When Jack Walsh took over as CEO of GE, he surprised shareholders and industry analysts by announcing that before the end of his tenure the flagging industrial giant would climb back from near bankruptcy and become No.1 or No.2 in every market it was in. At the time, Walsh’s claim was considered arrogant. But within 10 years he had done just what he said he would do.

To achieve this spectacular business feat, Walsh did all the right things:

* He created an exciting vision, one that his workers and associates could be proud of.

* He communicated his vision so well that it became a corporate mantra.

* He broke down inter-company communication boundaries to increase the flow of ideas. He also did a couple of things you don’t hear about too often – one that I’m trying to do right now and another that I’m thinking I ought to do.

1. Busting The Invisible Boundaries Between You And Your Customers

There is no more popular business buzz word today than “relationship building.” The “new” idea is that businesses fare better if they treat their customers like valued relations rather than financial targets. Relationship building is a long-term, customer-first approach to marketing, fulfillment, and service. It requires a very intimate understanding of the customers’ needs, wants, and beliefs – and seeks to know them from personal interaction with customers rather than through mass surveys or selective focus groups. Happily, personal interaction is exactly what the Internet is all about.

By establishing an interactive website, you have a cost-efficient place in which to engage your customers on a one-on-one basis. You will hear their complaints immediately . . . you will be able to observe their frustrations firsthand . . . and you will be able to gauge the effectiveness (or ineffectiveness) of the way you are handling them. When you want their feedback on a new product idea or an angle for a marketing campaign, they will be available to give it to you instantly.

To make an interactive website work for you, you’ll need to make it work for your customers. And that means you need to make it worth their while to use it by luring them with additional (usually free) enticements. You should (almost) never give away anything that you intend to sell, but you can offer related products/services. I am right now urging a client to set up such a system. It is a club with more than 50,000 worldwide members – and the Internet is the perfect place to put those members in touch with the club and with one another.

It’’s obvious that a well-thought-out website will (a) be very beneficial to club members and (b) be enormously useful in soliciting new ideas for products and services members are in need of. Make your website more useful to your customers and I bet you’ll start getting a lot of very good ideas directly from them. Jack Walsh made it easier for his customers to communicate with him (without the help of a website) and it made a big difference. Some of the ideas he got from them were worth millions.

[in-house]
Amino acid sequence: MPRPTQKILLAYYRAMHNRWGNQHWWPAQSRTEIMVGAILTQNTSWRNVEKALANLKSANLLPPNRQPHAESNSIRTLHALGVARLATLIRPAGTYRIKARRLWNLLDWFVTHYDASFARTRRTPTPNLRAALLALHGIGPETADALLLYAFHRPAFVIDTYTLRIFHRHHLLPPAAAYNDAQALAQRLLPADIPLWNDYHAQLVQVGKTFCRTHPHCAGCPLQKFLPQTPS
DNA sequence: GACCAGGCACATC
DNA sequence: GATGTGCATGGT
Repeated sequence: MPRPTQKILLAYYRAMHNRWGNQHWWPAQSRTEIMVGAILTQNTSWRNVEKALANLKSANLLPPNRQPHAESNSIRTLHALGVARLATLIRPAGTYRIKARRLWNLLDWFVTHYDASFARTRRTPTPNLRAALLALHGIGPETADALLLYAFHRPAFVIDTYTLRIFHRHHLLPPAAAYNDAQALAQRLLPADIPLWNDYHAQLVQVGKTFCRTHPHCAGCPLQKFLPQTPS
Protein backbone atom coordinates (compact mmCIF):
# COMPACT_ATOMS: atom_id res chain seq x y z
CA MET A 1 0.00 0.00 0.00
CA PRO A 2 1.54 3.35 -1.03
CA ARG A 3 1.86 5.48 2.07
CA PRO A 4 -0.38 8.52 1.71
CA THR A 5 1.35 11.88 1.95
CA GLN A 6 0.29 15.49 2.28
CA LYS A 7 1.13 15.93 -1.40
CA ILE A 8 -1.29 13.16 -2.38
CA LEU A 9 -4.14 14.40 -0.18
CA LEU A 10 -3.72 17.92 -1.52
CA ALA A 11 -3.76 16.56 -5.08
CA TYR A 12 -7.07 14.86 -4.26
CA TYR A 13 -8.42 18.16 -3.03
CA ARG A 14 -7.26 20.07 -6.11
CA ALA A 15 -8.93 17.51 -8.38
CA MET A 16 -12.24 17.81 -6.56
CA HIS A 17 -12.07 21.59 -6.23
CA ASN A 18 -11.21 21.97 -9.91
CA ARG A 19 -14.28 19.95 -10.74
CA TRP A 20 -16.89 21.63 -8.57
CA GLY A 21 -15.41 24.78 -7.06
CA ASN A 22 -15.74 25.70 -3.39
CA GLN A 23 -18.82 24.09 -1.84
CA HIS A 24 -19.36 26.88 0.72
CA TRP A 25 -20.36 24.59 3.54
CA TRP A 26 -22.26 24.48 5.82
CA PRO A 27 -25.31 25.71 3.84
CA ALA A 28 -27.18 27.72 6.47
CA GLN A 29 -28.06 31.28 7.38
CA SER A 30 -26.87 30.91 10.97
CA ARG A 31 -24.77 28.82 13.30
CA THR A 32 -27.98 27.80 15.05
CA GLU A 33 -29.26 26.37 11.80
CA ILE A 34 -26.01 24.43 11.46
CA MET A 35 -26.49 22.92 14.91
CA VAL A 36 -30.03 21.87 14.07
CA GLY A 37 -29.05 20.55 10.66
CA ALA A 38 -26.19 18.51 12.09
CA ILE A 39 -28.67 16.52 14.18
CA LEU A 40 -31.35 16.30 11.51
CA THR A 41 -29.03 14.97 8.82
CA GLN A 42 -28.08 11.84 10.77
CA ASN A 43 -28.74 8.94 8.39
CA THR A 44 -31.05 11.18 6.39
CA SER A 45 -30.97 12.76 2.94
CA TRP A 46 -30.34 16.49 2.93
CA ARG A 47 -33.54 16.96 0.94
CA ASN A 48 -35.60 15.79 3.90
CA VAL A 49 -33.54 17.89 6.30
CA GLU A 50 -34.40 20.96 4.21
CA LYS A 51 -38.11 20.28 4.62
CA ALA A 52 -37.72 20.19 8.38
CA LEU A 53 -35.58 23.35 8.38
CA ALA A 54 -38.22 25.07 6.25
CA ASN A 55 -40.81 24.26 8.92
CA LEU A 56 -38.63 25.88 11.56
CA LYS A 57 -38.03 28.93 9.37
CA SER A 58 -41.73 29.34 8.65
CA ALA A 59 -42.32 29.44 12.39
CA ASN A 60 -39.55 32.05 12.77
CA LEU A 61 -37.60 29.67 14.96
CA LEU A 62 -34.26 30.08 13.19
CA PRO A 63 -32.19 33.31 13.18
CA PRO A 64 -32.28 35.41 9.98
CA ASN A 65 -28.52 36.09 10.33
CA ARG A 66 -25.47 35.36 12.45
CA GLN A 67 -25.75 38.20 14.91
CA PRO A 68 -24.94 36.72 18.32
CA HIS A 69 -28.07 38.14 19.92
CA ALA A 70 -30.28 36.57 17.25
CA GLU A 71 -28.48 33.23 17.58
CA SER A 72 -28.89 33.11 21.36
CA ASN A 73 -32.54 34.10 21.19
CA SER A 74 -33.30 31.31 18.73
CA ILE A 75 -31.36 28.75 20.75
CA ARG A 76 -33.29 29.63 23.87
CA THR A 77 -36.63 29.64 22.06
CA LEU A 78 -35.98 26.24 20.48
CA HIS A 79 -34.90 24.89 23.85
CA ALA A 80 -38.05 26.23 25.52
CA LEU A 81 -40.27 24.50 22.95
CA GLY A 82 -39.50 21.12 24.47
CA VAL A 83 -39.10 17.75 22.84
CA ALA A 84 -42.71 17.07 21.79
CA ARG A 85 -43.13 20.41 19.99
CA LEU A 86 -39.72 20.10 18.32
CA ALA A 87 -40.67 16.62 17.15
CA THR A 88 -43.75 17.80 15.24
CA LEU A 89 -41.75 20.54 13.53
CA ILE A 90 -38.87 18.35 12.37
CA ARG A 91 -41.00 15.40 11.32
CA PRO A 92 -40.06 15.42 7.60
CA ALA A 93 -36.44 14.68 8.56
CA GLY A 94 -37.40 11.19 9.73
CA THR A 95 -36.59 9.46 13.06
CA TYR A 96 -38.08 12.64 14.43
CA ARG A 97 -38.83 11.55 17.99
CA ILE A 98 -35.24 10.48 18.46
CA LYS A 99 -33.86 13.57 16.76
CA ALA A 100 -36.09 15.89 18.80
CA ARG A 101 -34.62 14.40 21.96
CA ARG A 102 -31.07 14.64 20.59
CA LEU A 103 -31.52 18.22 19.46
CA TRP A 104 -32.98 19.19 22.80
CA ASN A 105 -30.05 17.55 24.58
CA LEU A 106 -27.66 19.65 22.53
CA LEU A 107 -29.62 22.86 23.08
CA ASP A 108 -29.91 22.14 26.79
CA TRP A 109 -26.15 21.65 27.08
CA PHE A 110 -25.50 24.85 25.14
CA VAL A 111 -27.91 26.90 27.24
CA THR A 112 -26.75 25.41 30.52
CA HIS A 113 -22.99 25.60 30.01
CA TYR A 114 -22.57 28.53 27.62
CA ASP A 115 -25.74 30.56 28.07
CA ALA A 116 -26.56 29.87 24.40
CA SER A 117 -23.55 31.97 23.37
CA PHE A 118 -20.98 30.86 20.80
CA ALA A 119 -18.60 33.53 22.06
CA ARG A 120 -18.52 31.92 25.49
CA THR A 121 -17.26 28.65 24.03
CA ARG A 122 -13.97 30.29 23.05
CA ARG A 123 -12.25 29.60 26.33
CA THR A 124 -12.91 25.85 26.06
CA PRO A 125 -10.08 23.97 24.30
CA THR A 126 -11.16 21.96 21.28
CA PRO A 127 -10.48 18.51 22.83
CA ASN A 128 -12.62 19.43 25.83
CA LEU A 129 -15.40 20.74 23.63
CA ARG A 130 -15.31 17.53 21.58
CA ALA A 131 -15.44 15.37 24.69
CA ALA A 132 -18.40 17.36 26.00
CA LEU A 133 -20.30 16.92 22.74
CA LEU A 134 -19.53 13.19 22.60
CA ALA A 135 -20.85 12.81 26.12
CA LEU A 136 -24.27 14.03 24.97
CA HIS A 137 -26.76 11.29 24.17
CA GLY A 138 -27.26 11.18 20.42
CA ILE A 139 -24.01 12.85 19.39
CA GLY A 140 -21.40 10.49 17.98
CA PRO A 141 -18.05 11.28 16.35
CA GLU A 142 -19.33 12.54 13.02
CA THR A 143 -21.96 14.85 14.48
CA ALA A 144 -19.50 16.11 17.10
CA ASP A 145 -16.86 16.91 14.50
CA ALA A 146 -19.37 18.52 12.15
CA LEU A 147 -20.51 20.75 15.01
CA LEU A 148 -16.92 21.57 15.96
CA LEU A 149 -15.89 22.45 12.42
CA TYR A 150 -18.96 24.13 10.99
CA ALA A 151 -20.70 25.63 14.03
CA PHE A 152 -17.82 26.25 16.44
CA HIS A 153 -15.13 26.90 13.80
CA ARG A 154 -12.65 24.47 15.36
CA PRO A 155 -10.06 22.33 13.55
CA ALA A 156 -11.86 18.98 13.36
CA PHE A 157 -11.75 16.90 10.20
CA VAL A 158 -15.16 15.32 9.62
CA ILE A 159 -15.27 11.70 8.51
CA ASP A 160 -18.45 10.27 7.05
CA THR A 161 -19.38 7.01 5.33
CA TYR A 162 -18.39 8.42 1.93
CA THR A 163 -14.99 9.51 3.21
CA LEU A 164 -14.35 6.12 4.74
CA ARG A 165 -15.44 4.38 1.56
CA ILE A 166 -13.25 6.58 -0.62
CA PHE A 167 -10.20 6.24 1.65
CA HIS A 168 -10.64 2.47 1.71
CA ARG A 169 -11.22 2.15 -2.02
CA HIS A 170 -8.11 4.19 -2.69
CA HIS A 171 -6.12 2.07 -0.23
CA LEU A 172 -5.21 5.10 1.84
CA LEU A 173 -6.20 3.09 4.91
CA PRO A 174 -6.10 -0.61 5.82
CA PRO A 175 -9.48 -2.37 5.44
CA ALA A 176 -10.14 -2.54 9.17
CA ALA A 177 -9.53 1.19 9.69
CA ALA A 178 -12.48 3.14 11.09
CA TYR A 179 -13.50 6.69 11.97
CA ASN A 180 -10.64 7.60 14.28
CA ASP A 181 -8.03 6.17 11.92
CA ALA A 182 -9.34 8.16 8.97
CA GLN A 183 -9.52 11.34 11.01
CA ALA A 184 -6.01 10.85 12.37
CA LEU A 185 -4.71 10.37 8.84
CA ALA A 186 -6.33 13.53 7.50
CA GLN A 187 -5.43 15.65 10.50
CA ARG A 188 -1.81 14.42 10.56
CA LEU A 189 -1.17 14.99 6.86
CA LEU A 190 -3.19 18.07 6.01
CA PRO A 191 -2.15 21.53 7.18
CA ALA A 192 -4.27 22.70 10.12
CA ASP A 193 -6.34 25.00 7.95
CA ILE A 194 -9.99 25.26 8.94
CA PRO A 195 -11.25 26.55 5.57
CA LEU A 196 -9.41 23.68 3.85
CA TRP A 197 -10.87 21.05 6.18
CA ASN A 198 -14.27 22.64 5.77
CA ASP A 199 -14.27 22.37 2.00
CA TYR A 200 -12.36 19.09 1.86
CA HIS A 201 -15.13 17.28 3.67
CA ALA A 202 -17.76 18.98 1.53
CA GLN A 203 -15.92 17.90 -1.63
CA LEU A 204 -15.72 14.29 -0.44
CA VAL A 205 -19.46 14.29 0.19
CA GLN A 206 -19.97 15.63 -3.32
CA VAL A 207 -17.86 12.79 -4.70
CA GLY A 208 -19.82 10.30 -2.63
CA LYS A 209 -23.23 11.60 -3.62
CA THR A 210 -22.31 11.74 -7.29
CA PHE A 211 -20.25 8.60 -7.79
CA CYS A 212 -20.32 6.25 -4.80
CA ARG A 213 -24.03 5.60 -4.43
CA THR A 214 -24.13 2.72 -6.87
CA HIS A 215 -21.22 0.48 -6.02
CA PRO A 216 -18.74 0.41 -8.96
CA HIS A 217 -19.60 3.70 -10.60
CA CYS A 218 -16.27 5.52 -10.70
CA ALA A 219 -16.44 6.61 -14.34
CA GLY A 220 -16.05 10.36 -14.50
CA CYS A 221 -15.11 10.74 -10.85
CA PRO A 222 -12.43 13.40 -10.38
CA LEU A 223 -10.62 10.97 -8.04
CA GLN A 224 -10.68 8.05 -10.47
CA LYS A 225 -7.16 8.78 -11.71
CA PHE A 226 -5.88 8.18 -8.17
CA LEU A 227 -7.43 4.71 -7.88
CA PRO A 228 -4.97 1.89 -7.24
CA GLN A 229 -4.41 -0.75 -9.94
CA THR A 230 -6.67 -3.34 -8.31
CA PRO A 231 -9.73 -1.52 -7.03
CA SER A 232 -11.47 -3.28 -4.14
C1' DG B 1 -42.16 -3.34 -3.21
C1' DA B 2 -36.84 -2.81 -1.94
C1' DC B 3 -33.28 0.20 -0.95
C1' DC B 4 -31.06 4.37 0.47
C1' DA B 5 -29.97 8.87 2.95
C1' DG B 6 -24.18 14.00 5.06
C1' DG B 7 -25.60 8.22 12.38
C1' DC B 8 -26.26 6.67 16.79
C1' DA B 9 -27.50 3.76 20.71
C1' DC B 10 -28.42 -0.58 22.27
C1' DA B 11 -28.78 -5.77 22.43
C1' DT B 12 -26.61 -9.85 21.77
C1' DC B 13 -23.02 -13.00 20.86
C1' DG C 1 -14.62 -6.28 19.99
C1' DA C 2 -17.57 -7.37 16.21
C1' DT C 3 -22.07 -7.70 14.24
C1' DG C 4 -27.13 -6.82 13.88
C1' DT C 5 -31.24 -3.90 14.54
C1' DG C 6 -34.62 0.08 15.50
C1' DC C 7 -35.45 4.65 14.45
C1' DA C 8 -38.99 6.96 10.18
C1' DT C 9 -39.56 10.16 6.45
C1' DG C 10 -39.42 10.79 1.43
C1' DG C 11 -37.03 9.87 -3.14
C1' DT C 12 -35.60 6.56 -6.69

2. A Very Simple Way To Make Your Employees Work Faster

The other unexpected thing Jack Walsh did (a “Eureka!” moment for me) was to introduce “quickness” as a corporate-wide business goal. He told GE’s employees, “We want to do everything we do quicker than we do it now. And if you help us, we will reward you.” It was a brilliant idea. Usually, managers try to manipulate their workers into working harder, longer, and faster. Jack Walsh simply asked them to do it. But he made his request a welcome challenge by establishing it as a company goal. I don’t know if I’m communicating to you how clever this really was.

The way I imagine it, doing almost anything faster became a challenge in every department and division of GE. And those who were successful in doing things faster were rewarded and encouraged to do more. The result was reported to be (and must have been) a great increase in efficiency and productivity.

New protocols were established, and cumbersome and outdated practices were eliminated. Instead of finagling your people into moving more quickly, simply ask them to. They, not you, know where the productivity gaps are. Give them a chance to breach those gaps (and a reward for doing so) and your business will prosper. I’m eager to try this out. How about you?